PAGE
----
DOLE, OWWA to assist distressed OFWs in Russia
The Department of Labor and Employment and the Overseas Workers Welfare Administration offered to link distressed overseas Filipino workers (OFWs) in Russia to other agencies and organizations that can address their needs amid the Russia-Ukraine conflict.
DOLE-Cordillera Director Nathaniel Lacambra said while “there is no specific government program solely for them to address the needs of the families, they can visit our office and we will assist them in any way we can.”
He said aside from government agencies and offices, various non-government organizations also have assistance programs.
“We can refer them or link them for their specific needs,” he said.
Lacambra said due to the war between Russia and Ukraine, governments have stopped the operation of remittance agencies, thus preventing money from flowing in or out of Russia, making it impossible for OFWs in Russia to send money to their families in the Philippines.
“We can refer them to the Department of Social Welfare and Development for food needs,” Lacambra said.
He added as classes for the next school year open and children or family members of the OFWs need to enroll, the DOLE can link them up with the Commission on Higher Education or directly to the schools which might have programs to help their education financing requirements.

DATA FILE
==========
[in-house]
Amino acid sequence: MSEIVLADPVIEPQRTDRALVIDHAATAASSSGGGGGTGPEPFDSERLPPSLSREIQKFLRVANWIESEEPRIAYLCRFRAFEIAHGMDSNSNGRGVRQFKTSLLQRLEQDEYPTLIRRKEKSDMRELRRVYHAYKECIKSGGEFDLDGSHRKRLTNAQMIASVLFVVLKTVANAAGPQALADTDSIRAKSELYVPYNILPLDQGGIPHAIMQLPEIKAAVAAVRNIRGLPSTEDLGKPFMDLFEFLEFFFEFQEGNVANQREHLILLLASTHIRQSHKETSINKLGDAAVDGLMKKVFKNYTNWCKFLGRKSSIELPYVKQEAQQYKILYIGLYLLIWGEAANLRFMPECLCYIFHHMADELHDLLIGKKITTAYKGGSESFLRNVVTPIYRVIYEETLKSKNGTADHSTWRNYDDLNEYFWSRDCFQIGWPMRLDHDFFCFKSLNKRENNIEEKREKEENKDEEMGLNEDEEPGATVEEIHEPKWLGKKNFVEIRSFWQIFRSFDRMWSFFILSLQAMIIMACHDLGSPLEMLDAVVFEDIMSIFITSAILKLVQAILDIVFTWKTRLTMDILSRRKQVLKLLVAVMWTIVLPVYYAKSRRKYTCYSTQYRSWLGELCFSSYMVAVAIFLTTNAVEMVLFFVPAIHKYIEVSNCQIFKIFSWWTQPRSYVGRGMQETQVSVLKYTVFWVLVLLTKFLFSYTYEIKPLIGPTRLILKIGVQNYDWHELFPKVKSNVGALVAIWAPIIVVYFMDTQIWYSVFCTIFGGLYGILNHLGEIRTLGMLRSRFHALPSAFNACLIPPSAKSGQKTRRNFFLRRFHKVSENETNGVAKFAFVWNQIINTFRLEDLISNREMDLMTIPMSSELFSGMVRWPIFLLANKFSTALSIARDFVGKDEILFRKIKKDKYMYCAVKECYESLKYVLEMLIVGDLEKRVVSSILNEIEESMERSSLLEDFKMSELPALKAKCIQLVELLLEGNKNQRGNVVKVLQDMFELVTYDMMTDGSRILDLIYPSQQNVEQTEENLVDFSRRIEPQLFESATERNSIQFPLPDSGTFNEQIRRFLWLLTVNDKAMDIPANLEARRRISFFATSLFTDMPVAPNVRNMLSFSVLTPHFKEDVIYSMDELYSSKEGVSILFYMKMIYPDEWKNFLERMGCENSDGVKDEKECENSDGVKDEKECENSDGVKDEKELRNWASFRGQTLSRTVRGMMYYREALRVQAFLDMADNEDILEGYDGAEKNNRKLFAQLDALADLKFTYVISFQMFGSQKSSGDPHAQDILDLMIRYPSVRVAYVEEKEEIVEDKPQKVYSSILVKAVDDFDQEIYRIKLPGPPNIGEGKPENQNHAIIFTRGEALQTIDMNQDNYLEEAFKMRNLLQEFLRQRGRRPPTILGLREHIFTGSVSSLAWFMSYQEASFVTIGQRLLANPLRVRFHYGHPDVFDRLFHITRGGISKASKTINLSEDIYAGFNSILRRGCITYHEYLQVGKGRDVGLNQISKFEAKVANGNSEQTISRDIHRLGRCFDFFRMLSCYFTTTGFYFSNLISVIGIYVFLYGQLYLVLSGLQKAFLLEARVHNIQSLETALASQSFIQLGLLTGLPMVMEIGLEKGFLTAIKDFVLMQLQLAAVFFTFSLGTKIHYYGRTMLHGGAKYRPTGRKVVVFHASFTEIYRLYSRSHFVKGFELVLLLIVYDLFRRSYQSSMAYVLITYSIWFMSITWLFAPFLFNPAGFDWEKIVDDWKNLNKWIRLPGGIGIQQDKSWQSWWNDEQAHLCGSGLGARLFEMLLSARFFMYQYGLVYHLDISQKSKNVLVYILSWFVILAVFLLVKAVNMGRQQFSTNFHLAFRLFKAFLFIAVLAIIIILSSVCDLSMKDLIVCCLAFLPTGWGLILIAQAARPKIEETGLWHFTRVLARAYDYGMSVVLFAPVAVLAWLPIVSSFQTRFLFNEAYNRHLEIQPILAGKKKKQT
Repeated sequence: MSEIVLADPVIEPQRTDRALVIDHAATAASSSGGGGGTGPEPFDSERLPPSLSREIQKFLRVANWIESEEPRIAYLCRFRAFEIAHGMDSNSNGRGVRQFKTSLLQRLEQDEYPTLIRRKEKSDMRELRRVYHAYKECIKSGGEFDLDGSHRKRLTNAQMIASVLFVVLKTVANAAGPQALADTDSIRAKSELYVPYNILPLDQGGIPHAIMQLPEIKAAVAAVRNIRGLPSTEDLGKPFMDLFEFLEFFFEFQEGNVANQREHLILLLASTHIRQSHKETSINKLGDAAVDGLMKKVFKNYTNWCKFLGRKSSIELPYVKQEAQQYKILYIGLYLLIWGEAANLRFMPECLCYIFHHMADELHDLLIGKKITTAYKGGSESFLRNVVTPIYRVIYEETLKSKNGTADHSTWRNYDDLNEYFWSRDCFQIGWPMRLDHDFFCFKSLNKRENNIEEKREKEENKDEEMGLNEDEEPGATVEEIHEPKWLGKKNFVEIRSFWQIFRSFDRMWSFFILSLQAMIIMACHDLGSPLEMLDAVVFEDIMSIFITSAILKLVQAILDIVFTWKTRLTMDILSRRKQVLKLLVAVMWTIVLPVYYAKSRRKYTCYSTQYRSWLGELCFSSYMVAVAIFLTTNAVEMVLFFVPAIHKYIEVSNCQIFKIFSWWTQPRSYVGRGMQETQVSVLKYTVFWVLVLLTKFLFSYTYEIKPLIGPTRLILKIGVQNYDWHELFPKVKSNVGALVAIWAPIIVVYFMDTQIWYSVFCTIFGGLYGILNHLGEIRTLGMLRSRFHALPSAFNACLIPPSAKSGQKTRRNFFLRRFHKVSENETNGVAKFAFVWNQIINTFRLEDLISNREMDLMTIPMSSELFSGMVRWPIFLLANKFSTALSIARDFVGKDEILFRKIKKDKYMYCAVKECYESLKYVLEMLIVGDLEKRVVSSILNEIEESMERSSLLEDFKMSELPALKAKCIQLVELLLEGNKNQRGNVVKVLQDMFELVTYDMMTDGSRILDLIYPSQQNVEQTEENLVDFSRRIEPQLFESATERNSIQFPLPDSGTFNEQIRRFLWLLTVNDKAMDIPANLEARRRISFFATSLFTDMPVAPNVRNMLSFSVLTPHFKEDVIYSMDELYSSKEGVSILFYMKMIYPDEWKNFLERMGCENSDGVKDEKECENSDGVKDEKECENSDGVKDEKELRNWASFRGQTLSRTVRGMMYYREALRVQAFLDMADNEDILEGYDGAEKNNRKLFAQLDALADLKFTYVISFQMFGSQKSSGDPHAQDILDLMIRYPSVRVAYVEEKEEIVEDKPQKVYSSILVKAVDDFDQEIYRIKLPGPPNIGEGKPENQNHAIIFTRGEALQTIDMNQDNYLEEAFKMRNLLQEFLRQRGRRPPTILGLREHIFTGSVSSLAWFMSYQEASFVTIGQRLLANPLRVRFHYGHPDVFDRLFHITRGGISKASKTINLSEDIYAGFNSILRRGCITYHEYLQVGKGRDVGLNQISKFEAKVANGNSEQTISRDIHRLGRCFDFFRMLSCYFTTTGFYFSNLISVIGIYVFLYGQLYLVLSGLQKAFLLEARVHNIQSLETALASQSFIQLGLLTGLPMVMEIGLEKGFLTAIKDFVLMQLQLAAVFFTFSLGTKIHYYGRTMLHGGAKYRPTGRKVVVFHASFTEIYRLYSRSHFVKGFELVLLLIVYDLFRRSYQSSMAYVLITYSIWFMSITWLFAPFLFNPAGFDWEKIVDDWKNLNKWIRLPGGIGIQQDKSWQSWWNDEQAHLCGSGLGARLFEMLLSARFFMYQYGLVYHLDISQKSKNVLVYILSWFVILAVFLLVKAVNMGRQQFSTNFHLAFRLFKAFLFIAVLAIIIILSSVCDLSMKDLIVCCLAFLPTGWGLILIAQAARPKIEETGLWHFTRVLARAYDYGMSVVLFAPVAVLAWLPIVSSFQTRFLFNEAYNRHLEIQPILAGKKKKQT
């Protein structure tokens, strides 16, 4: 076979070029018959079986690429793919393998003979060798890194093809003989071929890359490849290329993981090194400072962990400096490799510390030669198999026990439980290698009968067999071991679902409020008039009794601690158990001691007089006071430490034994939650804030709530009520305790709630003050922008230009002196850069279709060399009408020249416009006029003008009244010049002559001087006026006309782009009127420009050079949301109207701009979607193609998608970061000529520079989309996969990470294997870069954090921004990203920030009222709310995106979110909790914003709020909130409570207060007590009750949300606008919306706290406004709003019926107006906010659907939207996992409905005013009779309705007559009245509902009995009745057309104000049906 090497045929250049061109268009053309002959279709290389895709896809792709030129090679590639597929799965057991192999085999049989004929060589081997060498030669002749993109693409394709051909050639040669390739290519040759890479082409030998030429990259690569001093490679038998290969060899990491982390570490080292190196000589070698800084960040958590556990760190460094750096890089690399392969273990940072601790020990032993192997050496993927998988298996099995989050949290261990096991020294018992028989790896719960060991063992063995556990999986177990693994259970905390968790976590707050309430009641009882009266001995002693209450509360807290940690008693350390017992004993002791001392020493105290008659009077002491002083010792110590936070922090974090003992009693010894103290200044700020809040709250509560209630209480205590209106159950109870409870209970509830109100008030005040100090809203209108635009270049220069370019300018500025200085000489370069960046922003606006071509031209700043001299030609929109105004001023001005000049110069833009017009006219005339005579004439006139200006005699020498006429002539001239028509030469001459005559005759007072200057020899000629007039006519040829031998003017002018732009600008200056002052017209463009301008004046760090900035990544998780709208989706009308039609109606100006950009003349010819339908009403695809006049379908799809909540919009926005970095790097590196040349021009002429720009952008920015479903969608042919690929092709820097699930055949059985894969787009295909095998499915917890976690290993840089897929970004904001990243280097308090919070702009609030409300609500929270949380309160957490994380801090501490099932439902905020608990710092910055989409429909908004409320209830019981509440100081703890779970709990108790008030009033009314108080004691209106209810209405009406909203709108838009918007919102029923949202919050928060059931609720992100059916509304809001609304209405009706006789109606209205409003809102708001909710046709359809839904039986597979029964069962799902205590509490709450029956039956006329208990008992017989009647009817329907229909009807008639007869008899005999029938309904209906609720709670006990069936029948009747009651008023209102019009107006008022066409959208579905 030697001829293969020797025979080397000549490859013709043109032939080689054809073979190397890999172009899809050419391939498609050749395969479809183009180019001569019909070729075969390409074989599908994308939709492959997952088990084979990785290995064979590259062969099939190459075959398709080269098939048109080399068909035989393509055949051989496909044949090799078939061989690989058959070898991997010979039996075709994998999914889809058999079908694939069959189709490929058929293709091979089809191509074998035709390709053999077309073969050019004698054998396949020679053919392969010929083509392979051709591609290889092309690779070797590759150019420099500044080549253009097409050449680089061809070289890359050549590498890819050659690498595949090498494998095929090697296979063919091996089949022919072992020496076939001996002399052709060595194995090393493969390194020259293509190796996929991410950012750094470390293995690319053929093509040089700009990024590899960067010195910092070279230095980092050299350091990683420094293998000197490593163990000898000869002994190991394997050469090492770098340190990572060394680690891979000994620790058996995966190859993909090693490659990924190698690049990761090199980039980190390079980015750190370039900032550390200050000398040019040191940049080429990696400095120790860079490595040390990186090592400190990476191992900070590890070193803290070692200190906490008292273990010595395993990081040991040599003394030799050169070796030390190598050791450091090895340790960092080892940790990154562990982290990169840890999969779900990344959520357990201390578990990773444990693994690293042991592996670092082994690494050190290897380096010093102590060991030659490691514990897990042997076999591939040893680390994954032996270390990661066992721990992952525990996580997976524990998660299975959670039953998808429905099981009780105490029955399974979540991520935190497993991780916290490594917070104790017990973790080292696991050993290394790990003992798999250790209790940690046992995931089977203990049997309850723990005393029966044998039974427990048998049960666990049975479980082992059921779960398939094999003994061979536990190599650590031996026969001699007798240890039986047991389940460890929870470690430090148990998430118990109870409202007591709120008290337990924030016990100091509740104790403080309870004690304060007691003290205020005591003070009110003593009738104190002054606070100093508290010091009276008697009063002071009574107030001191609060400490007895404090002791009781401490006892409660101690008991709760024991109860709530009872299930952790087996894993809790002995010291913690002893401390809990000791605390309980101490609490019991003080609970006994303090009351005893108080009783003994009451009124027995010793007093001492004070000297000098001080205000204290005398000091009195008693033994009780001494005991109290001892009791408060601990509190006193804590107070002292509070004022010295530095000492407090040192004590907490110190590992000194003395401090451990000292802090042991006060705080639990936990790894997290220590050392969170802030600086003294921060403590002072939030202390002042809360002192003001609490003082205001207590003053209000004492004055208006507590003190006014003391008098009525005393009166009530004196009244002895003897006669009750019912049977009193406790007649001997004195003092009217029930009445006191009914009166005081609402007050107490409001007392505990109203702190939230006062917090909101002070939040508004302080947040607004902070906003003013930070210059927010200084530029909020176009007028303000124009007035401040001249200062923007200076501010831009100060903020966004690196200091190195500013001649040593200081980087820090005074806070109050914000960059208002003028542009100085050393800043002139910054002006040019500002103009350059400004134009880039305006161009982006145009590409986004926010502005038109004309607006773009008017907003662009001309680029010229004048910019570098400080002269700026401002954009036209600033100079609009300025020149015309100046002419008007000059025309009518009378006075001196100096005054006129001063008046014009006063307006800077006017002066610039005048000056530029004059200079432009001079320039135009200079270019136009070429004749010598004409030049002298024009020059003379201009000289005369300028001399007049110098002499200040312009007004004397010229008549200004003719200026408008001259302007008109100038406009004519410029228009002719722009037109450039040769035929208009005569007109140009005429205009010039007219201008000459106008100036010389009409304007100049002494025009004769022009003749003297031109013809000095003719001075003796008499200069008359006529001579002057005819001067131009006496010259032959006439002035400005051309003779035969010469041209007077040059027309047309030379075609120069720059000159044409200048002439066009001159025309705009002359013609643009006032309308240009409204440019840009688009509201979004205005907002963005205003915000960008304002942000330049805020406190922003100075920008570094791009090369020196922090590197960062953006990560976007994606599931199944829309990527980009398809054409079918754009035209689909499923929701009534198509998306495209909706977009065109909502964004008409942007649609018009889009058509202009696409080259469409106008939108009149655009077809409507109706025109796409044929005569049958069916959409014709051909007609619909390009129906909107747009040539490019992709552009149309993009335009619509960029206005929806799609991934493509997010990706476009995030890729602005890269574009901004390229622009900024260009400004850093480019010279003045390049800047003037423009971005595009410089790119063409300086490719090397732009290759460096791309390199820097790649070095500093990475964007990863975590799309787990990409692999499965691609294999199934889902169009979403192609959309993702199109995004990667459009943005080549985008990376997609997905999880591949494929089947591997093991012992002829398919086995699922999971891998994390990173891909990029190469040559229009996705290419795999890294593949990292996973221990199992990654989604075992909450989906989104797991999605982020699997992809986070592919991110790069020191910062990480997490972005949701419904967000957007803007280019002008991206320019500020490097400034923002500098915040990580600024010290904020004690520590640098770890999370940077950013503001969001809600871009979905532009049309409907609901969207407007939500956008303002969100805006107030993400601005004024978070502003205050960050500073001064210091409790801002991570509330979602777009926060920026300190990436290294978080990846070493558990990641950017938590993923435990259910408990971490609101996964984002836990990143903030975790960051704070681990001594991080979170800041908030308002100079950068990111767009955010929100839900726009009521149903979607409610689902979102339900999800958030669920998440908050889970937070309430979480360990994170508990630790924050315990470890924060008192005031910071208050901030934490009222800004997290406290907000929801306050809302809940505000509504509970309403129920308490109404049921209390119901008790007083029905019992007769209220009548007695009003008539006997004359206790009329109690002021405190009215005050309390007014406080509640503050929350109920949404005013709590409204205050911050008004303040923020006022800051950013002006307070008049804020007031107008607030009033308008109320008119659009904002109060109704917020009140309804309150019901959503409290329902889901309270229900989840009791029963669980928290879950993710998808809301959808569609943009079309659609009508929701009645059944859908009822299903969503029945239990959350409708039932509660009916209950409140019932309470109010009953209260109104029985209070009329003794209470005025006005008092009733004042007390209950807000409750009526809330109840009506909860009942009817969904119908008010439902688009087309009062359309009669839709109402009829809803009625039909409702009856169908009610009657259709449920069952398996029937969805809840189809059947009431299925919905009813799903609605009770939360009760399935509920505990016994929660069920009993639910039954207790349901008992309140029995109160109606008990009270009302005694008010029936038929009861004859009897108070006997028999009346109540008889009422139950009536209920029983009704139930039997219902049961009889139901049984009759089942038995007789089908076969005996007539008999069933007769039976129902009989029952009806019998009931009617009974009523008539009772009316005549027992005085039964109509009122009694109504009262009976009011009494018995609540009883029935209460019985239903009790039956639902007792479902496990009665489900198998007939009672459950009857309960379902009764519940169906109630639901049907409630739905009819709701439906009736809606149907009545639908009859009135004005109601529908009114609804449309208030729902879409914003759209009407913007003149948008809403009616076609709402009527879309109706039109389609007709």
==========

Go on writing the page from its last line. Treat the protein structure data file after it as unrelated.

“I am sure they will be considerate to the plight of the families in distress due to the war,” the director said.
Edgar Melchor Laigo, OWWA-Cordillera officer-in-charge, said 347 Cordillerans are working in Russia, many of whom are undocumented and used to work in another country.
“Many of them are undocumented because they went to Russia without going through the process and came from their previous country of deployment,” Laigo said.
Most of the OFWs in Russia are working as teachers and household workers, he said.
“They are being encouraged to come home but they refuse probably because they are afraid that they will end up without a job here,” he said.
The official, however, said the government is only after the OFWs’ safety, considering the sanctions being imposed by other countries on Russia as it attempts to invade Ukraine.
He said relatives of 15 of the more than 300 OFWs in Russia have already visited the OWWA-Cordillera office to inquire about the requirements for their loved ones to become OWWA members.
“They are not asking for help but are inquiring about how their relatives can become members of the OWWA,” Laigo said. – PNA